Latin America: Five Centuries of Pillage

open veins of latin america

Open Veins of Latin America: Five Centuries of the Pillage of a Continent

Eduardo Galeano (translated by Cedric Belfrade)

Monthly Review Press (1973, 1999)

Download free PDF: Open Veins of Latin America

Open Veins of Latin America is about the brutal rape of Latin America and its people that commenced from the first point of contact with Columbus in 1453. The 1999 edition includes an addendum Galeano wrote in 1977. It discusses the rise of the pseudo-populist Peron in Argentina, the CIA coupe in Chile in 1973 and the barbarous Pinochet regime.

For me, the main benefit of reading this book was appreciating my overall ignorance of Latin American history. For example, I had no idea that Latin America was an economic colony of England even before they gained political independence from Spain. According to Galeano, this came about due to Spain’s failure to develop a manufacturing base. He blames this in part on the Hapsburgs’ (the Austrian Hapsburgs ruled Spain from 1516-1700) destruction of the Spanish economy by flooding it with cheap textiles, leathers and metal goods and in part on Spain’s misguided decision to expel all their Jews, Arabs and Flemish protestants. The latter would cause Spain to lose most of their artisans, capital and manufacturing entrepreneurs, many of whom ended up in England.

Mass Genocide in Latin America

I was already aware of the genocide the Spanish committed against indigenous Latin Americans, but I had no idea how massive it was. Most were killed through forced labor in the gold and silver mines (through starvation and mercury poisoning), though large numbers died from exposure to new European diseases. Many native women killed their children and committed suicide to keep them out of the mines.

When Columbus first landed at Hispaniola, there were an estimated 70 million indigenous people in Latin America. One-hundred-fifty years later, this number had dropped to 3.5 million. The slaughter continues to the present day (through severe malnutrition and associated medical conditions) at an annual rate comparable to three Hiroshimas. The main cause, according to Galeano, is foreign-controlled expropriation of agricultural land for mining and cash crop exports. In 1973 when this book was published, Latin America produced less food per capita than they did prior to World War II.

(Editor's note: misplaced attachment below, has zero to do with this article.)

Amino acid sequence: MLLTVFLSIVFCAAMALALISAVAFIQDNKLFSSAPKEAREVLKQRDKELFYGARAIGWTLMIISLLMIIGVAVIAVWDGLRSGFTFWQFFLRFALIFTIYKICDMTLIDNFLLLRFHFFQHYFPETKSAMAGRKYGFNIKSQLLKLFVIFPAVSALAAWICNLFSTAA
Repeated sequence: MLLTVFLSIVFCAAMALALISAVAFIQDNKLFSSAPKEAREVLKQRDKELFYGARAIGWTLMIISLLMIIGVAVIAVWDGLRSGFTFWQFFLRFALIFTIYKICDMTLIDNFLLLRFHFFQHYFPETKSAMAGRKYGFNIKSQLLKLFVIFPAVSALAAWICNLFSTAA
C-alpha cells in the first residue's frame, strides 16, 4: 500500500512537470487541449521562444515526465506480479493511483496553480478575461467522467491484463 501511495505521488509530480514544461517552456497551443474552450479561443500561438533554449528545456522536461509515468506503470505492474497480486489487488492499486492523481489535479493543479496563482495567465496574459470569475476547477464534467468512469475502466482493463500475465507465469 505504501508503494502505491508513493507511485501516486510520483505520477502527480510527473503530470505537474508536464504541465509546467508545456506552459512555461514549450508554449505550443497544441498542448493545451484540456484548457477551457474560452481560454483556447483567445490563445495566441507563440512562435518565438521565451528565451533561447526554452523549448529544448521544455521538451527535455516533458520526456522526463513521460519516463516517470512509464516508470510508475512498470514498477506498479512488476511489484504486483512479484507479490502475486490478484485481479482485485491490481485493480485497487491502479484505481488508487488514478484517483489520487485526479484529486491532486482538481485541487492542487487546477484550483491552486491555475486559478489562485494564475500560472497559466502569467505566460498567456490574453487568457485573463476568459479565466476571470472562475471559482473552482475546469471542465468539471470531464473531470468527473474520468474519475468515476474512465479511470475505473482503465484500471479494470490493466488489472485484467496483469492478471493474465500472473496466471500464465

Brazil Relied on African Slaves

In Brazil, which was colonized by the Portuguese, gold wasn’t discovered until the 18th century – it wasn’t on display, as in the Aztec, Mayan and Incan civilizations Spain destroyed. Because there was no pre-existing civilization (ie ready source of slaves) in Brazil, the Portuguese had to buy black slaves from the English to exploit the gold mines.

The Switch to Minerals and Cash Crops

Country by country, Galeano traces how English, Spanish and Portuguese bankers and traders began by depleting all the gold and silver. They then subsidized local aristocracies to transfer their slave labor (and later starvation wage labor) to the production of sugar, rubber, cotton, coffee, cacao, steel, tin, sodium nitrate fertilizer, meat, fruit, iron, tin and copper for export.

Why Countries with the Richest Resources End Up the Poorest

The most interesting section of the book explores why European settlement led to a very different outcome in Latin America than in North America. In Galeano’s view, the reasons are threefold 1) Latin America started off with a much richer resource base (ie gold and silver) for Europe to exploit 2) unlike North America, Latin America provided a dense civilized population, ripe for exploitation as slaves and 3) except for cotton, North America produced no exotic products Europe couldn’t produce for themselves.

Galeano makes the case that economic “development” in Latin America was very similar to the southern US prior to the Civil War. He points out various ways in which the North essentially colonized the South, reinforcing the view Paul Craig Roberts expresses in a recent essay that the Civil War wasn’t about freeing slaves – but about “tariffs and northern economic imperialism.”